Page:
This is a reminder to all of us aging Baby Boomers: God can work through the younger generation—and He does. The last thing we need to do is dismiss someone because he’s young or “just a kid.” (For clarification, my definition of “just a kid” is anyone who is too young to remember where he was when he heard Elvis died.)
Let me make my case from history and then from the Bible.
Alexander Fleming is the name famously connected to penicillin. I have written previously about Fleming’s serendipitous discovery of the life-saving impact of the Penicillium fungus. (See “Art That Saves Lives.”) I do not want to take away from Fleming’s fame, but he was not the first one to notice that certain molds can kill bacteria. That falls to a French doctor named Ernest Duchesne. When he was working toward his doctorate, he observed that bacteria and molds fight like two over-hyped professional wrestlers. The only difference is their fight for survival is not rigged nor does it involve throwing chairs.
Duchesne turned his findings into a doctoral dissertation and proposed that a mold like penicillum glaucum could be used to inoculate against many bacterial cultures. Duchesne made this discovery and published his findings in 1897, over 30 years before Fleming announced his discovery.
So why do we know the name Fleming and not Duchesne? Because Ernest Duchesne was only 23 years old. Duchesne submitted his dissertation to the Pasteur Institute, the French Institute dedicated to fighting infectious diseases, but he was considered too young. His dissertation was not even acknowledged.
Let that sink in. A brilliant mind was considered too young to be brilliant, so a discovery that could’ve saved thousands of lives during World War I was ignored.
Ernest Duchesne didn’t get his due until 1949—five years after Alexander Fleming was handed a Nobel Prize. But it was too late for Duchesne. He died in 1912 at the age of 37. Who knows, maybe he would’ve lived longer had he been given penicillin.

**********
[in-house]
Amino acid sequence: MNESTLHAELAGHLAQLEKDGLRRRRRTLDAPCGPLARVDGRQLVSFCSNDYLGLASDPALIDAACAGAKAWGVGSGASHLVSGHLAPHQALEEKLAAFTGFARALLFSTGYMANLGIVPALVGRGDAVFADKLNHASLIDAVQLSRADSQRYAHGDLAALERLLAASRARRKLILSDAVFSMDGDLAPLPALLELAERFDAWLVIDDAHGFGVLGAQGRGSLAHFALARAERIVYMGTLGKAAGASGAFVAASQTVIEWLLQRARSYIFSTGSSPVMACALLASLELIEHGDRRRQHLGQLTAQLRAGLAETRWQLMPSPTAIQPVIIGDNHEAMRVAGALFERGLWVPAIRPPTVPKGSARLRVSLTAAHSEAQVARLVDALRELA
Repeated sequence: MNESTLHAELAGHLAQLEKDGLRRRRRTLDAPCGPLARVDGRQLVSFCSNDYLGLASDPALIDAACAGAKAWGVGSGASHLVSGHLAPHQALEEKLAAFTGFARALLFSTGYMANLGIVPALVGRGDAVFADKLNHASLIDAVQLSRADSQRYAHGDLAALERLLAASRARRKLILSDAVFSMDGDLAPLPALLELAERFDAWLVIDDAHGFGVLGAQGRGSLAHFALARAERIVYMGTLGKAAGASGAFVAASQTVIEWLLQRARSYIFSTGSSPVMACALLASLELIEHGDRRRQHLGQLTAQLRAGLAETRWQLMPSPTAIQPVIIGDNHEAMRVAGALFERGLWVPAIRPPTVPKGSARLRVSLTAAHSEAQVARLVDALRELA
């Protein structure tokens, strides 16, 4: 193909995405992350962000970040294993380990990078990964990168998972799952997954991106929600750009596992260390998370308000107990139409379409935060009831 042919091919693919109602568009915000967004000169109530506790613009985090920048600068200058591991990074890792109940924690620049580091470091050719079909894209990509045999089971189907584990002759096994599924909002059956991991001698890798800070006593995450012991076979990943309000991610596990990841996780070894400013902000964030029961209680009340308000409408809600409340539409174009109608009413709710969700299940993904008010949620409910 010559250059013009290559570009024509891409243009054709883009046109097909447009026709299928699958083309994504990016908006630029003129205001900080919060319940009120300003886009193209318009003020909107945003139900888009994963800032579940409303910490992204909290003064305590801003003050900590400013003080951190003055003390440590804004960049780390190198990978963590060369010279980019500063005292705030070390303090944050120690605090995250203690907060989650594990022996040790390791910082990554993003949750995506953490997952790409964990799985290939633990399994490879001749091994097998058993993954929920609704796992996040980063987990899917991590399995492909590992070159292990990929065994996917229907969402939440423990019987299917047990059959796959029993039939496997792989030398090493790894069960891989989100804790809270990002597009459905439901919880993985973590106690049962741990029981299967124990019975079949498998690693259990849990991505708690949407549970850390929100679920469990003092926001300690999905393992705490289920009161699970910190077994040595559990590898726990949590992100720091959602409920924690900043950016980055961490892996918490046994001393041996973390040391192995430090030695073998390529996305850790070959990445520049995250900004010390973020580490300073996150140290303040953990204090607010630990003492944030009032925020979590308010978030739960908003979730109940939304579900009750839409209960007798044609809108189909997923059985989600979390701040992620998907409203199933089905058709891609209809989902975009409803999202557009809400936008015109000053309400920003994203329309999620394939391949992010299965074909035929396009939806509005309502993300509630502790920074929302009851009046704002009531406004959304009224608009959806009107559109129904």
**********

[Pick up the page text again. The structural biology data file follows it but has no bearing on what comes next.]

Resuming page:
Under the apostle Paul’s mentorship, Timothy was pastoring a church. As we read the letter called 1 Timothy, we see that Timothy faced challenges, and Paul offered great encouragement. Timothy’s age may have been part of the challenge he faced, because Paul admonished him, “Don’t let anyone despise your youth” (1 Tim. 4:12). Paul’s antidote for this negative response from others was to “set an example for the believers in speech, in conduct, in love, in faith, and in purity.” Give them no reason to question your character or walk with Christ.
I’m honored to work alongside a “Timothy,” a young man in my church who is leading in incredible ways. He’s a whopping 21 years old, but he serves as a deacon and is serving on the pastor search committee that will set the direction of the church for years to come. When I have sat in a few of these committee meetings, he knocks my socks off with his insight. I’ve started bringing extra socks.
Did I mention he’s only 21?
Is He still growing in Christ? Yes, he is—but so am I. No one has quoted 1 Timothy 4:12 to me since the Reagan Administration, but I have still to reach full-on maturity in Christ. I’m further down the road in my walk with Christ, but I’ve got quite a few miles still in front of me. We all do.
When God is involved, age doesn’t matter. God delivered a message through the boy Samuel (1 Sam. 3:10-18). David was probably a teenage boy when God used him to get a head—Goliath’s (17:1-54). And God even used me in my early attempts to serve and minister.
I’m sorry for the countless lives that could’ve been saved had a young physician been taken seriously. But I am determined not to take that same close-minded approach. I want to invest in those who are young, encourage them, and watch God do His work through them. No one despises me because I’m young—because I’m not!—but I can still “set an example for the believers in speech, in conduct, in love, in faith, and in purity.”
Join me in this. Invest yourself in the next generation.
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